For those of you who may not yet be acquainted with this courtesy, wishing friends and acquaintances in the United States a “Merry Christmas” risks being seriously politically incorrect. The correct form is a neutral “Happy Holidays.”
I am happy to say that this is one Americanism which has not crossed the pond to England. Quite possibly because no one has found an economic advantage in eliminating a merry Christmas. But I was startled to realize several times this week how much I missed that simple greeting. The owner of our local store, and even my dentist wished me a hearty Merry Christmas, and I realized how wonderful it sounded.
Strange, too, because I really don’t like Christmas, and most of the Christian myths do nothing to lift my spirits.
But Christmas was not originally a Christian holy day. It was hijacked by the Roman Church from the pagans who were celebrating the winter solstice. The Christmas tree itself came from Celtic tribes in Germany, where the evergreen tree remained green even in the midst of deep winter, and candlelight helped conquer the darkness.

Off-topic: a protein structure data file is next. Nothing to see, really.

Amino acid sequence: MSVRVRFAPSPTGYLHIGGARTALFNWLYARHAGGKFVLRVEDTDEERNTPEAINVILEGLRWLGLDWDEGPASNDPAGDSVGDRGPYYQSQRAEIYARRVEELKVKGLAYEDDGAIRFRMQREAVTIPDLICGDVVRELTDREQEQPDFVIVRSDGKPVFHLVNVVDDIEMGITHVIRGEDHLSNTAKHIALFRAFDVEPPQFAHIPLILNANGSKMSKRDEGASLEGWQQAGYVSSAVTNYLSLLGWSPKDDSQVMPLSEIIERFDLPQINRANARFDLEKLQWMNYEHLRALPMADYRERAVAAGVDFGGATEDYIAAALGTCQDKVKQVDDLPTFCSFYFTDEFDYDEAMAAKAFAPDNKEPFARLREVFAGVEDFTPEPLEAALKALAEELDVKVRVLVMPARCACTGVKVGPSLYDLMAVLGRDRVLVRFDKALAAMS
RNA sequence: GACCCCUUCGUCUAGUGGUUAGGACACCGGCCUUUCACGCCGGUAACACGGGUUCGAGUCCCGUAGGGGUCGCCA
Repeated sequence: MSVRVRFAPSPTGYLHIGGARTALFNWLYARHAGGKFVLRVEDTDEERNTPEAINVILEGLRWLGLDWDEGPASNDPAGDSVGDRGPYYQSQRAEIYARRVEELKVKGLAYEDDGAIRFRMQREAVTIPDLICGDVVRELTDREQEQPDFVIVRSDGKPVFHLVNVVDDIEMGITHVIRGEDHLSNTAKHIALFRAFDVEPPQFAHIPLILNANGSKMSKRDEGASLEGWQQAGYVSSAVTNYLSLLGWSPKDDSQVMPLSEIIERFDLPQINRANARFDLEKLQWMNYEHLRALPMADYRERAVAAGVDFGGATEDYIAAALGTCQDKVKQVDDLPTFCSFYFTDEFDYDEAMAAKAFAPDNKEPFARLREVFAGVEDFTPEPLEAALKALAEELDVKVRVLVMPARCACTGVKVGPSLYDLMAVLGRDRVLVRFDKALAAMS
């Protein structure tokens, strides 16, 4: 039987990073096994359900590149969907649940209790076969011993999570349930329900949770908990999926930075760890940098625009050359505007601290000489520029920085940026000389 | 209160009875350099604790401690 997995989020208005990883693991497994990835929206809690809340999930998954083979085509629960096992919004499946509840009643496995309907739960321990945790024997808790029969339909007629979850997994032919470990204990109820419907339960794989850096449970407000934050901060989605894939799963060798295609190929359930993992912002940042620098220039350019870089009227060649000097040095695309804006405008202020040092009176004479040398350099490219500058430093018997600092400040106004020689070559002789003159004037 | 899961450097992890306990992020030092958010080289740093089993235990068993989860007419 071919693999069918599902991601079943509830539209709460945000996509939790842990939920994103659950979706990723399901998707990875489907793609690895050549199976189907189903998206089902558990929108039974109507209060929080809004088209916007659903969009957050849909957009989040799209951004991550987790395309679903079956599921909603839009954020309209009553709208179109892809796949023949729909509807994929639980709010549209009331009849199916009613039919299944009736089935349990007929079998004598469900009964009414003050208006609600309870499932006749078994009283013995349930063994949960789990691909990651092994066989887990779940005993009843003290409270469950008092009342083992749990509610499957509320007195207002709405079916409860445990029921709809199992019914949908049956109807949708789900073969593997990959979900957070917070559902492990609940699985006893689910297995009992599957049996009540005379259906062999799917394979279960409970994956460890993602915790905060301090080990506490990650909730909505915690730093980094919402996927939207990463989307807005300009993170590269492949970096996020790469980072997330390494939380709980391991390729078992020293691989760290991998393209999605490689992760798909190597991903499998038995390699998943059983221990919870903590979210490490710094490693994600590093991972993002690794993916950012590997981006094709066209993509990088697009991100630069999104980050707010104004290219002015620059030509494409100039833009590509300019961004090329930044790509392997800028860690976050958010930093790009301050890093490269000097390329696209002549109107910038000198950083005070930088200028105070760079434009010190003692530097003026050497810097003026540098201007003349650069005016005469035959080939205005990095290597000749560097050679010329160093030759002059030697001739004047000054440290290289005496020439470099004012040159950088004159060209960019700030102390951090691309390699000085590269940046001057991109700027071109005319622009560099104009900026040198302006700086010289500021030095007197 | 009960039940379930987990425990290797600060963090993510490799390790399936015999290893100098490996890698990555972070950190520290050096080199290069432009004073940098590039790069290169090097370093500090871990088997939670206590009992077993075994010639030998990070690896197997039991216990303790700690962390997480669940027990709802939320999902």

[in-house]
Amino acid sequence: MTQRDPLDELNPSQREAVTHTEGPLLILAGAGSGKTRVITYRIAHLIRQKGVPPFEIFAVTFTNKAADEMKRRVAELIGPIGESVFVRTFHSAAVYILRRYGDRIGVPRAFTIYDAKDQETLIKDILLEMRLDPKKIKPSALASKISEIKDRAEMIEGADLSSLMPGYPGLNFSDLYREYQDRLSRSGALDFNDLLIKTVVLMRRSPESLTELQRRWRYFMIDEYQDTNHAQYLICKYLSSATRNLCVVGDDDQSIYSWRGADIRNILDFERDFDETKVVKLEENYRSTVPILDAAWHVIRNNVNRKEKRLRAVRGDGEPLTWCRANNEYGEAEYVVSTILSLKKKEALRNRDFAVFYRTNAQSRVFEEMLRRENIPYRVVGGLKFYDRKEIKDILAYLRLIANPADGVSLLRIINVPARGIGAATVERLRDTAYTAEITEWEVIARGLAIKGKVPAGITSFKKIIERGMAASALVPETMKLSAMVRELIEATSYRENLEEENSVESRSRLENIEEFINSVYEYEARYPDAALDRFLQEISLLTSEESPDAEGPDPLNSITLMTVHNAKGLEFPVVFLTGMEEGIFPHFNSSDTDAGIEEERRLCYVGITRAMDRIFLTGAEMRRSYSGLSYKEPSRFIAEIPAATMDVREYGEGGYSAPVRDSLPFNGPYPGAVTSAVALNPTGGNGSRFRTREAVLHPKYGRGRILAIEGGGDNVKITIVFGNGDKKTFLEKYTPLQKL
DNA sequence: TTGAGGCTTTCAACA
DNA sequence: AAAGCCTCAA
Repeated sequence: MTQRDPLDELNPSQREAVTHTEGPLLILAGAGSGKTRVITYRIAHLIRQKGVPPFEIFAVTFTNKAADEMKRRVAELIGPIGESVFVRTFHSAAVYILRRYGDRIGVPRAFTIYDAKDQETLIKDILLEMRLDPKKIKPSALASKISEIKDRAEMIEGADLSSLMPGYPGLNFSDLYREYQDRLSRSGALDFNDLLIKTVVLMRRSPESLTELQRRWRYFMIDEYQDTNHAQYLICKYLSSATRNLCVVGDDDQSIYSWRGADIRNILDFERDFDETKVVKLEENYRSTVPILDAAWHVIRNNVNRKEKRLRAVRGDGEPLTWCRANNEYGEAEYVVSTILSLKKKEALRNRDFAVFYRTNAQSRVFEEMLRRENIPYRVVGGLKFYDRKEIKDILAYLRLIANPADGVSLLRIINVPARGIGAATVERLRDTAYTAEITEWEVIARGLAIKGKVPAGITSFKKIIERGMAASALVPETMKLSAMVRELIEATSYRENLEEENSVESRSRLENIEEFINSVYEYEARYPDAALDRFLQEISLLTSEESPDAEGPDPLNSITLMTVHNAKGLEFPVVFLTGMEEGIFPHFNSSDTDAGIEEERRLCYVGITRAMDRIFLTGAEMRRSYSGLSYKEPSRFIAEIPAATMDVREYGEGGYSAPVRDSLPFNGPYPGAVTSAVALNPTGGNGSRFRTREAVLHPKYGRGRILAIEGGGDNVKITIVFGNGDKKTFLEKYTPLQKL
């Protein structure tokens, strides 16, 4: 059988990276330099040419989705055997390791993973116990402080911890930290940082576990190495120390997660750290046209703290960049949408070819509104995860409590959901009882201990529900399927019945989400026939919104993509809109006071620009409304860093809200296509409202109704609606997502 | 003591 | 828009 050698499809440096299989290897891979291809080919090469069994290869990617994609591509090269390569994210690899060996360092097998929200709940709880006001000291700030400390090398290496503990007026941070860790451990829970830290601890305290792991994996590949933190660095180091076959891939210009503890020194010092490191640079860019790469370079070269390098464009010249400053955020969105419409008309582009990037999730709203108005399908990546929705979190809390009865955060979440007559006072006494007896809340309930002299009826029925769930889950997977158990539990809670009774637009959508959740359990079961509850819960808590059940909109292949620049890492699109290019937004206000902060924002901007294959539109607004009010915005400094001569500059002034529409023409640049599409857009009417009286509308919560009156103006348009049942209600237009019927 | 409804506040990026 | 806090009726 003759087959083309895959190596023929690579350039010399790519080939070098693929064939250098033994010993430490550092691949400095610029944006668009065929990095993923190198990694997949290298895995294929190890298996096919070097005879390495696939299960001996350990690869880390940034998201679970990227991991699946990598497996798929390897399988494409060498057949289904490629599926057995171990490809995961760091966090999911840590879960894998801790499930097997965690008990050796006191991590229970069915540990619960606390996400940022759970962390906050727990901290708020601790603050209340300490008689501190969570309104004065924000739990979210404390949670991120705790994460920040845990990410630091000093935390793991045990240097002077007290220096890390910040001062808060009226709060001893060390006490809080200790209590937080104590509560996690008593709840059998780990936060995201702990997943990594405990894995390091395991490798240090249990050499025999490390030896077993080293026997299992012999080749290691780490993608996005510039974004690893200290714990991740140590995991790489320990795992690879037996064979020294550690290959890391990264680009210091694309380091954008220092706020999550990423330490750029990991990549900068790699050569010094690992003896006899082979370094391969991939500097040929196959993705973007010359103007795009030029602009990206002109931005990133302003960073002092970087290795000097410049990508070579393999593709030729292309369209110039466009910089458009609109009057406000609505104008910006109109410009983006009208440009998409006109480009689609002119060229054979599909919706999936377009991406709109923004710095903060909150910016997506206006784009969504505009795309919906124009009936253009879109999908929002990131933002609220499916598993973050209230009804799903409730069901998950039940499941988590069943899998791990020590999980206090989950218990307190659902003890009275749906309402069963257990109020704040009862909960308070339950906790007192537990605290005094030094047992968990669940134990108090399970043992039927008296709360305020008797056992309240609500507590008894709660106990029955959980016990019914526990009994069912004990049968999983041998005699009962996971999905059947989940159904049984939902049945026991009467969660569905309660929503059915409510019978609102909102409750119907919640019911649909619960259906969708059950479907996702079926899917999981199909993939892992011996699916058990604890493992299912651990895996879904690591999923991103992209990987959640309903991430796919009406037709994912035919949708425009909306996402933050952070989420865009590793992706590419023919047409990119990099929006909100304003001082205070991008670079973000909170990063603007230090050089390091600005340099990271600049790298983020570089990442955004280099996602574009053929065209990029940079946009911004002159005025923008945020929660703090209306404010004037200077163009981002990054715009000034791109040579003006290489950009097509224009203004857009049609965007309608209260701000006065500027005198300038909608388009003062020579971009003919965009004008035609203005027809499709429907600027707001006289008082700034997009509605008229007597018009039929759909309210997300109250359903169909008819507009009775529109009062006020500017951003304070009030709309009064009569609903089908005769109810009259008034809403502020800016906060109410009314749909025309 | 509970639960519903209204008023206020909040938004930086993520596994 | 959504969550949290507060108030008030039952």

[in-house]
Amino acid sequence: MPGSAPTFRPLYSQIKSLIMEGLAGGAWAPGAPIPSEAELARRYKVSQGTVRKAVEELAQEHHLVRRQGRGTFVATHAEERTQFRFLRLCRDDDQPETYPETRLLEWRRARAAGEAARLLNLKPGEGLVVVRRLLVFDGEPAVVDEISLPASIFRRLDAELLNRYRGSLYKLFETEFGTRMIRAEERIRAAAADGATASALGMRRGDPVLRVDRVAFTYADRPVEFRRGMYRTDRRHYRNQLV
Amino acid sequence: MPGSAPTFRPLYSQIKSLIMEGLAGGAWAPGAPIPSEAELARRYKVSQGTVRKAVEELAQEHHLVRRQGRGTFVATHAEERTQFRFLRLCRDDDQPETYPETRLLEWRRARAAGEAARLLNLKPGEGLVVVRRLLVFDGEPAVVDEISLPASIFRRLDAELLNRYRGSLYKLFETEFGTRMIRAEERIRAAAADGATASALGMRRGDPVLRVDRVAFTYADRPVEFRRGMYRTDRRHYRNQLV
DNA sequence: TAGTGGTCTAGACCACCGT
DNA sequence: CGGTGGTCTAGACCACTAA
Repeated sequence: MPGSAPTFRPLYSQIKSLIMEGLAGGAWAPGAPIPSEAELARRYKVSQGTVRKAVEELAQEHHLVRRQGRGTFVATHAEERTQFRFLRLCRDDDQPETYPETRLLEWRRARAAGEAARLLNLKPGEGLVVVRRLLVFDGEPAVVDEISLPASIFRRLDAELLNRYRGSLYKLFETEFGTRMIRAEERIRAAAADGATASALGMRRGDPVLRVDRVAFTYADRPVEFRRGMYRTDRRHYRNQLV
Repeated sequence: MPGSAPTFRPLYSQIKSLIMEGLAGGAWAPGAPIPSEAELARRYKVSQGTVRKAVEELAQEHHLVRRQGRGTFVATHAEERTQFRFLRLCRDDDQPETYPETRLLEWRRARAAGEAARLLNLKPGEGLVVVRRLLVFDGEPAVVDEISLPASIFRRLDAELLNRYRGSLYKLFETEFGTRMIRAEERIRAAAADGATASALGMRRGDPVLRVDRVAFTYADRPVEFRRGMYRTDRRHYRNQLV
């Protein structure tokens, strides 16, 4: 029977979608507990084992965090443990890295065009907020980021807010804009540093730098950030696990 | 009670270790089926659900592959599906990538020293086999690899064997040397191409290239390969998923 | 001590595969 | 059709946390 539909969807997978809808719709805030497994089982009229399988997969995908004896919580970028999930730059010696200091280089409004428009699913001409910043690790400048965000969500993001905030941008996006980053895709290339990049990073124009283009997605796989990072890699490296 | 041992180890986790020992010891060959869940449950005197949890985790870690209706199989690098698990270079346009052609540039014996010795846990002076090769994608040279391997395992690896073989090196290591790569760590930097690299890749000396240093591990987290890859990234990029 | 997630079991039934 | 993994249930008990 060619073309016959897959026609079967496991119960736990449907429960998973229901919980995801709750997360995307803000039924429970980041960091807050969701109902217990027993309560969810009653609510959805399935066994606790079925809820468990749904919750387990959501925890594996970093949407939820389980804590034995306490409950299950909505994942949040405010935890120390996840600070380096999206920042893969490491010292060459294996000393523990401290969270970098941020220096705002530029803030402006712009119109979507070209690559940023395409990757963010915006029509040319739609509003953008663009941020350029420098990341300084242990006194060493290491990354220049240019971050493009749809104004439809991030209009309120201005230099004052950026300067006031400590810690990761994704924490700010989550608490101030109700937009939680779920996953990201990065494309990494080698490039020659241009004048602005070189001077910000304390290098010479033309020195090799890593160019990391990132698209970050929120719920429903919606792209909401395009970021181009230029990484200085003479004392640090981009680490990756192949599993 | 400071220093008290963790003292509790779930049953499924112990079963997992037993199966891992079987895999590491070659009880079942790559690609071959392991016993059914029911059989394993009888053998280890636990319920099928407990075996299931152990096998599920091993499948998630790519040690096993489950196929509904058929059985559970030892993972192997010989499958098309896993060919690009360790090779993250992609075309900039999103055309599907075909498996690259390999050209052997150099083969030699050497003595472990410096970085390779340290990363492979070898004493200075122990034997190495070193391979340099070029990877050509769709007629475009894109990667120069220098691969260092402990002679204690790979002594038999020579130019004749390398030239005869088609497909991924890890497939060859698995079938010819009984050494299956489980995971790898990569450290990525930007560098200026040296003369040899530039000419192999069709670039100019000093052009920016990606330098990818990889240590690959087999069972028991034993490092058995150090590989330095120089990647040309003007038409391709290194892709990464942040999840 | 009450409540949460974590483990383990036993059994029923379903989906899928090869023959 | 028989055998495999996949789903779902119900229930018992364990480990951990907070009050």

And so I can’t see that wishing someone a Merry Christmas really should be politically incorrect, even if one is speaking to a Jew, a Hindu, a Muslim, or atheist.
In that spirit, I wish you the Merriest Christmas, whatever your beliefs.
(And a Happy New Year, too — though perhaps that could become a little more religiously complicated, given the various new years we celebrate around the globe.)